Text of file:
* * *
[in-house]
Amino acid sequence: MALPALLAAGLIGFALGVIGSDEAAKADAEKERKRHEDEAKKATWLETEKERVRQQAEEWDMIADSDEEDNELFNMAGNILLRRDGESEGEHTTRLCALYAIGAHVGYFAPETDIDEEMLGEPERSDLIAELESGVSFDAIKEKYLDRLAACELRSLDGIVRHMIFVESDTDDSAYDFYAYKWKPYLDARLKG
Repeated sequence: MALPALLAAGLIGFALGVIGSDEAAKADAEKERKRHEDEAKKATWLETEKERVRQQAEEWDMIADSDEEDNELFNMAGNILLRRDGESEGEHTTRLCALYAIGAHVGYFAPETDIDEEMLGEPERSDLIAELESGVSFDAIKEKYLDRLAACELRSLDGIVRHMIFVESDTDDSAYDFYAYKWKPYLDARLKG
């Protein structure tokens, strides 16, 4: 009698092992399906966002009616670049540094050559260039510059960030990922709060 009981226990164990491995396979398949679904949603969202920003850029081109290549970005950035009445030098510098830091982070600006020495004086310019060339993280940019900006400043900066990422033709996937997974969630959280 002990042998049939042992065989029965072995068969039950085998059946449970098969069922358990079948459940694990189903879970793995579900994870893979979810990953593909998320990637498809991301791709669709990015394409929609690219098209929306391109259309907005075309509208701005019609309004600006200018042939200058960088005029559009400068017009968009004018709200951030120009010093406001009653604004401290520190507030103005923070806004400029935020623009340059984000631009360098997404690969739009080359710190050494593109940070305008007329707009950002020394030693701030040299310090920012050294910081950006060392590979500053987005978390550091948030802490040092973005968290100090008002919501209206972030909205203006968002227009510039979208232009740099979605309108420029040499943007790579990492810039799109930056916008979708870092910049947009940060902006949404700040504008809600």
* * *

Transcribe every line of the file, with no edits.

[in-house]
Amino acid sequence: MALPALLAAGLIGFALGVIGSDEAAKADAEKERKRHEDEAKKATWLETEKERVRQQAEEWDMIADSDEEDNELFNMAGNILLRRDGESEGEHTTRLCALYAIGAHVGYFAPETDIDEEMLGEPERSDLIAELESGVSFDAIKEKYLDRLAACELRSLDGIVRHMIFVESDTDDSAYDFYAYKWKPYLDARLKG
Repeated sequence: MALPALLAAGLIGFALGVIGSDEAAKADAEKERKRHEDEAKKATWLETEKERVRQQAEEWDMIADSDEEDNELFNMAGNILLRRDGESEGEHTTRLCALYAIGAHVGYFAPETDIDEEMLGEPERSDLIAELESGVSFDAIKEKYLDRLAACELRSLDGIVRHMIFVESDTDDSAYDFYAYKWKPYLDARLKG
């Protein structure tokens, strides 16, 4: 009698092992399906966002009616670049540094050559260039510059960030990922709060 009981226990164990491995396979398949679904949603969202920003850029081109290549970005950035009445030098510098830091982070600006020495004086310019060339993280940019900006400043900066990422033709996937997974969630959280 002990042998049939042992065989029965072995068969039950085998059946449970098969069922358990079948459940694990189903879970793995579900994870893979979810990953593909998320990637498809991301791709669709990015394409929609690219098209929306391109259309907005075309509208701005019609309004600006200018042939200058960088005029559009400068017009968009004018709200951030120009010093406001009653604004401290520190507030103005923070806004400029935020623009340059984000631009360098997404690969739009080359710190050494593109940070305008007329707009950002020394030693701030040299310090920012050294910081950006060392590979500053987005978390550091948030802490040092973005968290100090008002919501209206972030909205203006968002227009510039979208232009740099979605309108420029040499943007790579990492810039799109930056916008979708870092910049947009940060902006949404700040504008809600």